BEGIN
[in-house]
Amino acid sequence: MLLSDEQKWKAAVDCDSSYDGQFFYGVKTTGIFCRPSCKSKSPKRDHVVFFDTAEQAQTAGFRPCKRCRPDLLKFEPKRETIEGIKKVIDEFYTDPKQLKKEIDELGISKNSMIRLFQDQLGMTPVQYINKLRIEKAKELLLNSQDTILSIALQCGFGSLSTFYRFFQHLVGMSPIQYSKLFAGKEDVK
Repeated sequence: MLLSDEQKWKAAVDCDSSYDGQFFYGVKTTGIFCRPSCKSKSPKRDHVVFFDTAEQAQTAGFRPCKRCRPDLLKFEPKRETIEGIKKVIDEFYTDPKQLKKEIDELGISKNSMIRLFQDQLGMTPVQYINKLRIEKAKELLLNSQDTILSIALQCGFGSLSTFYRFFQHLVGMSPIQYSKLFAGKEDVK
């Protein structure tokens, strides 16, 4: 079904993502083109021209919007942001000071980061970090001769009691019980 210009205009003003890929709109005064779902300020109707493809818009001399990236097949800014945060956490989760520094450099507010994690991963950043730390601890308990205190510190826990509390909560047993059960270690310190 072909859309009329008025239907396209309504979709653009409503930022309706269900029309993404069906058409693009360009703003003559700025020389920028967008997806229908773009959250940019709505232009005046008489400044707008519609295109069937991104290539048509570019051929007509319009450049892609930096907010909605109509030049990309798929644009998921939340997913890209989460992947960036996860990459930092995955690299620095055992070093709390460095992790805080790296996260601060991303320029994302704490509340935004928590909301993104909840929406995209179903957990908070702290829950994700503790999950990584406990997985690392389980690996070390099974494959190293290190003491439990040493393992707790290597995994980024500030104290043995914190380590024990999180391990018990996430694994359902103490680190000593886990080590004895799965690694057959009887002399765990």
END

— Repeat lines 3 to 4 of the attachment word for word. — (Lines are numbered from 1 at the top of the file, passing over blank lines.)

Repeated sequence: MLLSDEQKWKAAVDCDSSYDGQFFYGVKTTGIFCRPSCKSKSPKRDHVVFFDTAEQAQTAGFRPCKRCRPDLLKFEPKRETIEGIKKVIDEFYTDPKQLKKEIDELGISKNSMIRLFQDQLGMTPVQYINKLRIEKAKELLLNSQDTILSIALQCGFGSLSTFYRFFQHLVGMSPIQYSKLFAGKEDVK
């Protein structure tokens, strides 16, 4: 079904993502083109021209919007942001000071980061970090001769009691019980 210009205009003003890929709109005064779902300020109707493809818009001399990236097949800014945060956490989760520094450099507010994690991963950043730390601890308990205190510190826990509390909560047993059960270690310190 072909859309009329008025239907396209309504979709653009409503930022309706269900029309993404069906058409693009360009703003003559700025020389920028967008997806229908773009959250940019709505232009005046008489400044707008519609295109069937991104290539048509570019051929007509319009450049892609930096907010909605109509030049990309798929644009998921939340997913890209989460992947960036996860990459930092995955690299620095055992070093709390460095992790805080790296996260601060991303320029994302704490509340935004928590909301993104909840929406995209179903957990908070702290829950994700503790999950990584406990997985690392389980690996070390099974494959190293290190003491439990040493393992707790290597995994980024500030104290043995914190380590024990999180391990018990996430694994359902103490680190000593886990080590004895799965690694057959009887002399765990």